This point, about the potential of AI being slightly unclear, was echoed in comments made by Kay Etherington, Marketing Academy Director at Lego:

“We don’t know what it’s going to be yet,” Etherington said, comparing AI to the early commercial internet. “I think we have no concept of the enormity of what it can do and [businesses are] not willing to put our money where we’re not sure,” she added.

This mix of wariness and excitement has arguably been palpable in 2024, and was  broached in Econsultancy’s 2024 trends predictions back in January, where we highlighted generative AI’s position at the top of ‘the peak of inflated expectations’ in the hype cycle. The authors write, “The key piece of advice here is, of course, to be wary of hype, and to focus on use cases that deliver real business value. Be realistic about what to implement and why.”

Could AI fast track some marketers into new specialisms?

One of the major anxieties in the workplace around AI is whether it may take some people’s jobs, and indeed this was a question posed by one audience member to the panel of marketing leaders.

Nomad Foods’ Kate Narbrough offered a counterpoint, saying that though the technology is not “all pervasive in the company” and is only in use in limited tests and pilots, there are junior members of her team who have seen it as “a real opportunity”.

If you want to become the specialist, you can…

“One of the things that I’m fascinated by is that there’s always been a hierarchy [in our industry], to some extent, in terms of either experience or superiority. Your boss tended to know more about production than you did, for example. And that’s not the case now, if you use an AI tool for production, for image creation, for example,” Narbrough said.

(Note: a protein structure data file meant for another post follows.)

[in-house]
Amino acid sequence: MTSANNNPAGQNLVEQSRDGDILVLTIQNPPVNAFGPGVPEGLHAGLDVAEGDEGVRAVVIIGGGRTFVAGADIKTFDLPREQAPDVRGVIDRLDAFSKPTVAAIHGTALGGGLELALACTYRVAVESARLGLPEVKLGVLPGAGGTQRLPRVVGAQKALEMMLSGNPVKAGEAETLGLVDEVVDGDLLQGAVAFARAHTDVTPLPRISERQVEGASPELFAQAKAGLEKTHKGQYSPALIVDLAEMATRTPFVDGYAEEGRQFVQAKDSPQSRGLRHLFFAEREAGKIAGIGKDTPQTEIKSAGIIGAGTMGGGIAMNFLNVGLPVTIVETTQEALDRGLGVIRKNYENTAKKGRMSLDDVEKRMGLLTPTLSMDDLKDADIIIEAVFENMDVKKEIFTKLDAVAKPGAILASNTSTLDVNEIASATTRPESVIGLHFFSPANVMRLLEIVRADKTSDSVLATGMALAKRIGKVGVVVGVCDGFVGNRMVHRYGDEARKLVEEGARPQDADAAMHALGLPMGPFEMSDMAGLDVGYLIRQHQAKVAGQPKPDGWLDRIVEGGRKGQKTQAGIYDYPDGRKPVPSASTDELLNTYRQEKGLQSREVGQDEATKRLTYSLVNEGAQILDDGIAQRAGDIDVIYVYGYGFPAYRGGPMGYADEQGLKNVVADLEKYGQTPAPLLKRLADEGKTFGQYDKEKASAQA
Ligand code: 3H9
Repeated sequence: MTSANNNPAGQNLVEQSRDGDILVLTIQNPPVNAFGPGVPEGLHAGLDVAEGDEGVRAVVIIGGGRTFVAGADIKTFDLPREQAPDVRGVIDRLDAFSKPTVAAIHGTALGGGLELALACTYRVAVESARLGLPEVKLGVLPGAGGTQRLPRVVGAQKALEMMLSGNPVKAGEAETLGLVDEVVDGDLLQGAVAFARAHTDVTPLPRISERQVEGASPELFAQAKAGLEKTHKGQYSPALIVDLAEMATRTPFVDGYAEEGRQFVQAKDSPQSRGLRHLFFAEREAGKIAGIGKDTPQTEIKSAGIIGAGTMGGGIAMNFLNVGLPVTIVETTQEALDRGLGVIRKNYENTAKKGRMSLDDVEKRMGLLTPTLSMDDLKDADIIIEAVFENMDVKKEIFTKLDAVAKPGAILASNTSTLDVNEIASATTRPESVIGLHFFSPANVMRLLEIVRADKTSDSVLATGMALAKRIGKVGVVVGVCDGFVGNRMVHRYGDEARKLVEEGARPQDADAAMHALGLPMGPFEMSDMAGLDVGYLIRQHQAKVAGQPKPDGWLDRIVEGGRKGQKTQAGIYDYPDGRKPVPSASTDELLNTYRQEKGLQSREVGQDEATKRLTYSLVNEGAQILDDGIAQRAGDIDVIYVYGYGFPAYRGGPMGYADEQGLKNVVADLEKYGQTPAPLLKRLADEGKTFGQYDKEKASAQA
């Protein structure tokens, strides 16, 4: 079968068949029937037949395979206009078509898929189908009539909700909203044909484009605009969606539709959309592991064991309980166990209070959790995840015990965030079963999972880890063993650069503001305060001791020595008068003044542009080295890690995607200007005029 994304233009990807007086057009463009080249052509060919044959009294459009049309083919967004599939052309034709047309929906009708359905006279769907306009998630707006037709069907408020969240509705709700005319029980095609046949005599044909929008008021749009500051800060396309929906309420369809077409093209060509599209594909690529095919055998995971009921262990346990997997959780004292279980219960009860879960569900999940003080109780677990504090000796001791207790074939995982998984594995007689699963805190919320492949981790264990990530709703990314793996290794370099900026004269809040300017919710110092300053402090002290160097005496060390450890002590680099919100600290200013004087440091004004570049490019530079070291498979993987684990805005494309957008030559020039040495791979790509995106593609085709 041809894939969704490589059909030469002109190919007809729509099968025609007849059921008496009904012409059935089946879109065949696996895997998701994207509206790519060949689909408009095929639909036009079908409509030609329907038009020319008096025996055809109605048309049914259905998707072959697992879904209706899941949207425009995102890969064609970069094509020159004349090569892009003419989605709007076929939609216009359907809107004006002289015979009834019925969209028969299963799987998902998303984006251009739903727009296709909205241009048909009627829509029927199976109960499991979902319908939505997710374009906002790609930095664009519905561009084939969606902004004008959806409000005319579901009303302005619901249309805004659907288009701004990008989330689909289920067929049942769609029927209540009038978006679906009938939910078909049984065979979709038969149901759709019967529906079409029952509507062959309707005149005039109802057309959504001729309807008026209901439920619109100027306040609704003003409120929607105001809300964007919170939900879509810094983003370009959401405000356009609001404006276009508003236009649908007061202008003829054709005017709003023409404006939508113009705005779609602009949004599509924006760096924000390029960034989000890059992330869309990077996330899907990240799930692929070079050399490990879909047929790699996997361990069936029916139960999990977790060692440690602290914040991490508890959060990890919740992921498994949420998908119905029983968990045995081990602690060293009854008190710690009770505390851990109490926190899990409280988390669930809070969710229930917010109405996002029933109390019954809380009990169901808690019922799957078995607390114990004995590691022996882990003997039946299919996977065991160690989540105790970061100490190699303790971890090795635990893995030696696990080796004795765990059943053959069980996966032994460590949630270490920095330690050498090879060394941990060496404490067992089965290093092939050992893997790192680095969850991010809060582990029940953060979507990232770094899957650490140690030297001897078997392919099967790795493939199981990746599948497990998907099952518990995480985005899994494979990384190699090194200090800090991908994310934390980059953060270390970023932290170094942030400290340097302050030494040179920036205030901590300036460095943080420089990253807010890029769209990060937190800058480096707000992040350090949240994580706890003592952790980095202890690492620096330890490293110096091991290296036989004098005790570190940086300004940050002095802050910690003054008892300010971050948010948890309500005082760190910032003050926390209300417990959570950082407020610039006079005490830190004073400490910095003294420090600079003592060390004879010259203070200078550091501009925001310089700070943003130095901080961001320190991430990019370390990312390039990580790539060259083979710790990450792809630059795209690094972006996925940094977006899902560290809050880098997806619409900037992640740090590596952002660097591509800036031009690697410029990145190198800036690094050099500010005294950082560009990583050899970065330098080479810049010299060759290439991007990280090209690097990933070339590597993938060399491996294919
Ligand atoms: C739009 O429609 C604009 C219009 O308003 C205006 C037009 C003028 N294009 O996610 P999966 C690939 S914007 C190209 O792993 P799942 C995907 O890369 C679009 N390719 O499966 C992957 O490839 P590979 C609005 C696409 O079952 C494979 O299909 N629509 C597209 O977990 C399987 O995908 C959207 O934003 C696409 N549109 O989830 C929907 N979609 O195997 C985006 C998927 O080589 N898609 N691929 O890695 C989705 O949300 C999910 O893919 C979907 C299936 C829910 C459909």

“It’s creating, in my team, a kind of meritocracy in that if you want to become the specialist, you can, and then you can take that out into the business.”

“The big picture of marketing has changed”

When Davies quizzed the panel on how they are building new capabilities, Lego’s Kay Etherington said, “One of the key things for us [is] about more holistic pictures of what marketing is.”

“Big picture marketing is not just looking at it as you’re doing a campaign. [It’s how] you’re wrapping your audience in an experience [with] the digital tools that we develop; how you’re going to track and measure your campaigns more effectively; how you can [achieve] speed to market, in-time [changes], which AI tools are helping us to do far more effectively; experimenting more with ideas, so that we can make sure that what we’re doing is truly effective.”

Throughout the discussion, Etherington highlighted the value of AI for interrogating data and said that “the ability to analyze the data effectively and quickly” is a key skill “that we look for”.

Marketers also require resilience

Making a salient point to close the discussion, Brown-Forman’s Sophia Angelis offered some perspective on the core skills marketers need to cope with change.

Alongside new “language, nomenclature and governance”, Angelis said, “there’s just a human element of change management and the ability for us to help build resilience for a discipline that’s becoming increasingly complex in a world that is changing fast.”

“As a human, having to keep up with that change is incredibly taxing and so, how do we make that experience better for marketers?”

Econsultancy runs an AI for Marketing short course, as well as tailored learning academies for large marketing and ecommerce teams.

Read about our work on The Sky Academy of Marketing.